A helium:oxygen mixture of 80:20 volume percent has been shown to reduce pulses paradoxus and increase peak expiratory flow in patients with acute asthma. This reduces muscle fatigue, maintains arterial oxygenation and keeps the patient in relatively good condition until other forms of medication have had the opportunity to exert their effect. An additional benefit of a helium oxygen mixture is that when administered to patients with an acute myocardial infarction the myocardium appears to be stabilized reducing the risk of ventricular arrhythmias.
Another important benefit of oxygen is that, in MRI detection of cancer, the presence of oxygenated blood within the tumor can commonly improve the MRI imaging. This can be achieved in particular by having the patient inhale an enhanced level of oxygen. In addition, it has been found that the presence of carbon dioxide in the inhaled gas acts as a vasodilator in those blood vessels in and around the tumor thereby facilitating an increased level of oxygen in such vessels which acts to improve imaging. Typically, five volume percent of carbon dioxide (CO.sub.2) is added to the gas, although somewhat higher or lower concentration may be used to good effect in different circumstances.
While carbon dioxide can be administered in air or oxygen-enriched air, it is more commonly administered in admixture with pure oxygen. Such 5/95 vol. percent mixtures carbon dioxide and oxygen are commercially available. However, a problem inherent in such preparations is the pronounced physiological effects of a 5% C0.sub.2 concentration, including inability to breath normally, high ventilation rates, panic and production of heat which may lead to the patient being unable or unwilling to continue with the imaging or treatment. This is particularly troublesome for patients with obstructive pulmonary disease.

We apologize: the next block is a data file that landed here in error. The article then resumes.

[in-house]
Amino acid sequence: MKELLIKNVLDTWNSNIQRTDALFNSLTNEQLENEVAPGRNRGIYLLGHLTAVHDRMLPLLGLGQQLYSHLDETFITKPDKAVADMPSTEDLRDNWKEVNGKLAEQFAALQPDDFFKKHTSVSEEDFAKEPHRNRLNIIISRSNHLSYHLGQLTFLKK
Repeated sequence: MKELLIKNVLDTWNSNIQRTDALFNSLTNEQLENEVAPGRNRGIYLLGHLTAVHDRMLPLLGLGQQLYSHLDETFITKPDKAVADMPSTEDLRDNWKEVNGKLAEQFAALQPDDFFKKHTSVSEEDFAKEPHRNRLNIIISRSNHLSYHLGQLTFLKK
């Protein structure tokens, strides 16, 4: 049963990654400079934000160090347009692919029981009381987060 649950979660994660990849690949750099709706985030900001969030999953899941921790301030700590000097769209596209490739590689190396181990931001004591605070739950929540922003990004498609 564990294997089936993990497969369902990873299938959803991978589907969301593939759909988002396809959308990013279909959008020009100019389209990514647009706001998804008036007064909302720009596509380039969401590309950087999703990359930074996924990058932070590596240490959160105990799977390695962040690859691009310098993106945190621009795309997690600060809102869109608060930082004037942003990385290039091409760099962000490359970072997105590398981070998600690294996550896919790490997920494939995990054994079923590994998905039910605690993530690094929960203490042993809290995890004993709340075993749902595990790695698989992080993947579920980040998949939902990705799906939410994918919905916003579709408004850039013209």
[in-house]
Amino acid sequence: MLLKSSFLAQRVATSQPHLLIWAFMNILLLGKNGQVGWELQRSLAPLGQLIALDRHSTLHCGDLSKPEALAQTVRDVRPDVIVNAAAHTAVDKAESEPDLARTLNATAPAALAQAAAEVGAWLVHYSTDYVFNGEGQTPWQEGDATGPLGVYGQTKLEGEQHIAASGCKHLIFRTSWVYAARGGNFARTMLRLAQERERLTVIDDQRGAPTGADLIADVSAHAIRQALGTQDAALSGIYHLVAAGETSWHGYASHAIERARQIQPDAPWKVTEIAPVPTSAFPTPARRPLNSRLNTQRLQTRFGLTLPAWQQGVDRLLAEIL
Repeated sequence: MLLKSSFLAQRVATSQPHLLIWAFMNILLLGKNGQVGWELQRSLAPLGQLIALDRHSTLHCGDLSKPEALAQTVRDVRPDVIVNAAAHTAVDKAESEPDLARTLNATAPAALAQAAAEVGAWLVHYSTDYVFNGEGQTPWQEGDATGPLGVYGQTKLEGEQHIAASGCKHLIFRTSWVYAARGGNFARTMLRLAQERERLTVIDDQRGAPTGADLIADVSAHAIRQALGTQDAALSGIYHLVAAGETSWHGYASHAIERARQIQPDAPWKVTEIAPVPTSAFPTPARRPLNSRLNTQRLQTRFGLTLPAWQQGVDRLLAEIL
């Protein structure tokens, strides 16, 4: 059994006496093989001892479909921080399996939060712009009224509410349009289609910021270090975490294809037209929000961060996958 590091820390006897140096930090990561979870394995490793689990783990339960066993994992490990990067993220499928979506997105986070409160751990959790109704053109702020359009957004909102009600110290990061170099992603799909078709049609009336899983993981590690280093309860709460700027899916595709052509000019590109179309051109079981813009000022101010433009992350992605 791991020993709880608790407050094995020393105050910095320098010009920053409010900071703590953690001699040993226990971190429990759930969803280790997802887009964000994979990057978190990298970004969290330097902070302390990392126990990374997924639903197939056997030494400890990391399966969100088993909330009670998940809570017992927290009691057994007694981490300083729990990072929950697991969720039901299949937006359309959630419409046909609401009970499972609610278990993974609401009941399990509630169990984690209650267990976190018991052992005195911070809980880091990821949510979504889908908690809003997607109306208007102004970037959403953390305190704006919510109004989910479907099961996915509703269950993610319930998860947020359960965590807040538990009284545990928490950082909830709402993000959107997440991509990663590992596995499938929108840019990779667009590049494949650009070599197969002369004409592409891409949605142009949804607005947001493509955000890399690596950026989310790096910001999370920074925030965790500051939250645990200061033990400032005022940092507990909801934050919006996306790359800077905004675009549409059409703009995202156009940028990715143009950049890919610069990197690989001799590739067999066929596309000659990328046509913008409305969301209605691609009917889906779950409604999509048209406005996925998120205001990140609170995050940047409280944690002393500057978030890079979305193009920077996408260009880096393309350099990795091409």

It has been recently proposed to reduce the carbon dioxide concentration in such preparations to 4 vol%, possibly 3 vol% and perhaps below in order to minimize such detrimental physiological effects without substantial loss of the benefits in the imaging process. The reduction in such effects must, however, be balanced against the need to obtain the best possible imaging.
Therefore, there is a need for a gas mixture which can be made readily available to all patients for self administration, for example at the onset of an acute asthma attack, or for use in imaging, for example magnetic resonance imaging (MRI) or for general medical use, and which can overcome the above difficulties.
In accordance with the invention, there is provided a medical gas mixture which comprises, by volume, from about 20% to 70% oxygen, from about 1% to 10% carbon dioxide and the balance, except for incidental constituents not adversely affecting the basic properties of the gas mixture, being helium.
This application is a continuing application under 37 C.F.R. of U.S. patent application Ser. No. 08/600,789 filed Feb. 13, 1996 now abandoned.